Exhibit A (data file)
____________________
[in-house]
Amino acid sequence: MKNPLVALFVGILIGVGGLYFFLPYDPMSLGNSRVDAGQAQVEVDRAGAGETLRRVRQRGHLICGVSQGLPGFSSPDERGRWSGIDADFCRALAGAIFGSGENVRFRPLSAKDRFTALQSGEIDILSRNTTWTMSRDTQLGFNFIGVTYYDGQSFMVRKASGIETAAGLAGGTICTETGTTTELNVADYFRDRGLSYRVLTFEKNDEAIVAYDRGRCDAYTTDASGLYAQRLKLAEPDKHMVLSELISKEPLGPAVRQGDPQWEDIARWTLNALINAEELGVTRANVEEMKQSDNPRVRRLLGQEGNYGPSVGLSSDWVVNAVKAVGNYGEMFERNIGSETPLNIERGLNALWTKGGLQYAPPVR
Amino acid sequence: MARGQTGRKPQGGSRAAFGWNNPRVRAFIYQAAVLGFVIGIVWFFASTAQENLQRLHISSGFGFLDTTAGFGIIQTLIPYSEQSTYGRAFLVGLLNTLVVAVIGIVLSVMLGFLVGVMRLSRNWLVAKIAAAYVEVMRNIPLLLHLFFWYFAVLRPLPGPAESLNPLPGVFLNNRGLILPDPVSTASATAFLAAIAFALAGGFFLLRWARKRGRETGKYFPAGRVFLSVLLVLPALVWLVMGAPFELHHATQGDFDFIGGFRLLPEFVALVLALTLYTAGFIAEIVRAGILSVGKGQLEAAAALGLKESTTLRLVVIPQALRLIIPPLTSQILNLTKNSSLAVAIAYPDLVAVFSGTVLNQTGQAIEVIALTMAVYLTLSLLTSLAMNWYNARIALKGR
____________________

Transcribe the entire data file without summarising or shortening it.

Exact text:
[in-house]
Amino acid sequence: MKNPLVALFVGILIGVGGLYFFLPYDPMSLGNSRVDAGQAQVEVDRAGAGETLRRVRQRGHLICGVSQGLPGFSSPDERGRWSGIDADFCRALAGAIFGSGENVRFRPLSAKDRFTALQSGEIDILSRNTTWTMSRDTQLGFNFIGVTYYDGQSFMVRKASGIETAAGLAGGTICTETGTTTELNVADYFRDRGLSYRVLTFEKNDEAIVAYDRGRCDAYTTDASGLYAQRLKLAEPDKHMVLSELISKEPLGPAVRQGDPQWEDIARWTLNALINAEELGVTRANVEEMKQSDNPRVRRLLGQEGNYGPSVGLSSDWVVNAVKAVGNYGEMFERNIGSETPLNIERGLNALWTKGGLQYAPPVR
Amino acid sequence: MARGQTGRKPQGGSRAAFGWNNPRVRAFIYQAAVLGFVIGIVWFFASTAQENLQRLHISSGFGFLDTTAGFGIIQTLIPYSEQSTYGRAFLVGLLNTLVVAVIGIVLSVMLGFLVGVMRLSRNWLVAKIAAAYVEVMRNIPLLLHLFFWYFAVLRPLPGPAESLNPLPGVFLNNRGLILPDPVSTASATAFLAAIAFALAGGFFLLRWARKRGRETGKYFPAGRVFLSVLLVLPALVWLVMGAPFELHHATQGDFDFIGGFRLLPEFVALVLALTLYTAGFIAEIVRAGILSVGKGQLEAAAALGLKESTTLRLVVIPQALRLIIPPLTSQILNLTKNSSLAVAIAYPDLVAVFSGTVLNQTGQAIEVIALTMAVYLTLSLLTSLAMNWYNARIALKGR